Consider the difference between things that are possible and impossible…even for God. There is something that is important for us to understand about the attributes of God and what we will say today about one of these applies to them all.
When we say that God is all powerful, we should not think that God can do anything at all. Instead, what we do mean that all of the power that exists is his. We mean that God can accomplish any and everything that can be done. He can do everything that is subject to accomplishment.
But there are some things that are beyond doing, since they simply cannot be done at all. God cannot set aside or overcome a logical contradiction. He cannot both exist and not exist at one and the same time. He cannot create a stone so big that he cannot lift it. By definition, an irresistible force and an immovable object cannot coexist. The existence of one precludes the other.
But more importantly and in our case, God cannot give us true freedom of choice and then guarantee or so arrange things that we always freely choose the right thing. Freedom of choice and guaranteed obedience cannot coexist. Nor can logical contradiction be resolved or set aside by the application of more power.
In Gethsemane we learn, that it was not possible, for the God with whom all things are possible (Mark 14:35-36) for God to save the world from sin and also save his Son from the cross. The impossible – in this instance – forgiveness of all sins without the one and only adequate sacrifice – was something that God could not do.
Sometimes we hear of software engineers who have written unbreakable code yet left themselves a ‘back door’ so that they can get in without a password. When God created humans as a race, he created an entry point for the insertion of his Son as a descendant of Adam and for the redemption of all others born of Adam. Thus, the combination of making us in his image and making us a race, these two together provided the means for the incarnation and thus the possibility for our redemption.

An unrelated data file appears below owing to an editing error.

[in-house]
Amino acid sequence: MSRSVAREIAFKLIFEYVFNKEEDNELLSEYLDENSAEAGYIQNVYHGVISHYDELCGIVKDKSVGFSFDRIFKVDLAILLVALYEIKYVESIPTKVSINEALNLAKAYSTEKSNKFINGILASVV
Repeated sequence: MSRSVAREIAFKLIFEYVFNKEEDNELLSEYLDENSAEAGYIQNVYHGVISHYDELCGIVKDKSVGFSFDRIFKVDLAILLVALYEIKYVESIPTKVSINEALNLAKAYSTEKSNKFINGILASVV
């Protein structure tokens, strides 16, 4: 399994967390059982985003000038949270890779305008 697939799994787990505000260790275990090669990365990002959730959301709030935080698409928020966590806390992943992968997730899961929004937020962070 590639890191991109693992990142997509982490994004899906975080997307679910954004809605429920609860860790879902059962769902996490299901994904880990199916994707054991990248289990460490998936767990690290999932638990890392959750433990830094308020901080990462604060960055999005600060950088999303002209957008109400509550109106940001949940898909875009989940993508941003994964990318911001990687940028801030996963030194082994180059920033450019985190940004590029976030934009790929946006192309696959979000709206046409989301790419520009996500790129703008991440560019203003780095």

The incarnation of Jesus helps us to understand the full implications of what it means to be “made in the image of God”. It means that there was no ontological barrier or spiritual distance between God and man to prevent God from becoming a man. When God created the first human pair, his assessment was; “it is very good”. This remains true of each person who is born into the world.
From the beginning, God designed a way for himself to become a man without having to give up the person that he had always been. There was no contradiction between what it means to be truly human and yet fully God. There was no necessary barrier on the side of holiness and goodness nor deficiency on the side of volition or choice. One result is that we can never appeal to our human nature as an excuse for sin. We can never explain away our sin by saying “I am only human”. There is no ‘only’, since God himself has become one of us and this is precisely what John 1:14 affirms when he said: “The word became flesh”.
This theme of creation and redemption, or creation and new creation…is repeated at the end of the Bible in Revelation chapters 4 and 5.
In chapter 4, God is worshipped as the creator. When God spoke the world into existence out of nothing, there was there was no thing and no one to obstruct or oppose. In this first creation, only his will and power were at work.
Revelation 5 glorifies Jesus Christ (God) as our redeemer and magnifies his work as something arguably more difficult than creation itself. In salvation, the will of God, the will of Man (all sinners) and the spiritual forces of wickedness in the heavenly places, each play a role. Redemption requires God to work with ‘living clay’, which in the majority of cases is non-compliant.
It is then to the redemptive aspect of God’s word, to the re-creative power of God’s word that the psalmist turns in verses 7-11, for while God’s work in creation is praiseworthy, his work in salvation is that much more so.
The fact that God works through his word, makes it that much more awesome. It cannot be accomplished by the application of more power, but through the meeting of minds and the conviction of human hearts. It is the meeting place between the will of the almighty and our freedom of choice. This 2nd half of Psalm 19 is the stuff of Revelation 5 and a prelude to what Jesus came to finish.